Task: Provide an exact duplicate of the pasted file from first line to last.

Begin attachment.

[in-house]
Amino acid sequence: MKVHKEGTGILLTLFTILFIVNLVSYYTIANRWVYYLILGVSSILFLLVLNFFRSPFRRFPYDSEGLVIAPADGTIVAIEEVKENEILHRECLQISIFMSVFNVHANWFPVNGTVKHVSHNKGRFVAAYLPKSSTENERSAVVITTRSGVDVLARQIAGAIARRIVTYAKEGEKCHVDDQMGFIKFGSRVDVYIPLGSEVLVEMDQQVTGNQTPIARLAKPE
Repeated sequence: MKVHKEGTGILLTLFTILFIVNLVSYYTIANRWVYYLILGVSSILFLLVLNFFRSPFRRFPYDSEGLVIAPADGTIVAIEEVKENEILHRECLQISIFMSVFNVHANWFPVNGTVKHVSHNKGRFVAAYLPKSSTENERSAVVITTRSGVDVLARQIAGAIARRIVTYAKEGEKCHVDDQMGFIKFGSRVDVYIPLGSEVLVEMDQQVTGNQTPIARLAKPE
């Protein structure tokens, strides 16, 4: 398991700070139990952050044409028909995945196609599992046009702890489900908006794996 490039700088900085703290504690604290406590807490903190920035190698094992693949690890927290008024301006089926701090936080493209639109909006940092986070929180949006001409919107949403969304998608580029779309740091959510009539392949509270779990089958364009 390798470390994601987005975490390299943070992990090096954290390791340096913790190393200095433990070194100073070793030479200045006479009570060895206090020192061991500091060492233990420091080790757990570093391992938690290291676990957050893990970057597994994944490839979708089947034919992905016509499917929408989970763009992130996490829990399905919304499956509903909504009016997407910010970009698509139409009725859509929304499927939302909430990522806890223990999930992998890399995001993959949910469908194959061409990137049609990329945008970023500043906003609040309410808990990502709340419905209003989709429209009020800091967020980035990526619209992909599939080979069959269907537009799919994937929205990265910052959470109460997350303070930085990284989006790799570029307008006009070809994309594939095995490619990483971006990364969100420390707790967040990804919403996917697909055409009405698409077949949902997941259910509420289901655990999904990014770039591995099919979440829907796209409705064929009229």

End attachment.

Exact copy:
[in-house]
Amino acid sequence: MKVHKEGTGILLTLFTILFIVNLVSYYTIANRWVYYLILGVSSILFLLVLNFFRSPFRRFPYDSEGLVIAPADGTIVAIEEVKENEILHRECLQISIFMSVFNVHANWFPVNGTVKHVSHNKGRFVAAYLPKSSTENERSAVVITTRSGVDVLARQIAGAIARRIVTYAKEGEKCHVDDQMGFIKFGSRVDVYIPLGSEVLVEMDQQVTGNQTPIARLAKPE
Repeated sequence: MKVHKEGTGILLTLFTILFIVNLVSYYTIANRWVYYLILGVSSILFLLVLNFFRSPFRRFPYDSEGLVIAPADGTIVAIEEVKENEILHRECLQISIFMSVFNVHANWFPVNGTVKHVSHNKGRFVAAYLPKSSTENERSAVVITTRSGVDVLARQIAGAIARRIVTYAKEGEKCHVDDQMGFIKFGSRVDVYIPLGSEVLVEMDQQVTGNQTPIARLAKPE
């Protein structure tokens, strides 16, 4: 398991700070139990952050044409028909995945196609599992046009702890489900908006794996 490039700088900085703290504690604290406590807490903190920035190698094992693949690890927290008024301006089926701090936080493209639109909006940092986070929180949006001409919107949403969304998608580029779309740091959510009539392949509270779990089958364009 390798470390994601987005975490390299943070992990090096954290390791340096913790190393200095433990070194100073070793030479200045006479009570060895206090020192061991500091060492233990420091080790757990570093391992938690290291676990957050893990970057597994994944490839979708089947034919992905016509499917929408989970763009992130996490829990399905919304499956509903909504009016997407910010970009698509139409009725859509929304499927939302909430990522806890223990999930992998890399995001993959949910469908194959061409990137049609990329945008970023500043906003609040309410808990990502709340419905209003989709429209009020800091967020980035990526619209992909599939080979069959269907537009799919994937929205990265910052959470109460997350303070930085990284989006790799570029307008006009070809994309594939095995490619990483971006990364969100420390707790967040990804919403996917697909055409009405698409077949949902997941259910509420289901655990999904990014770039591995099919979440829907796209409705064929009229």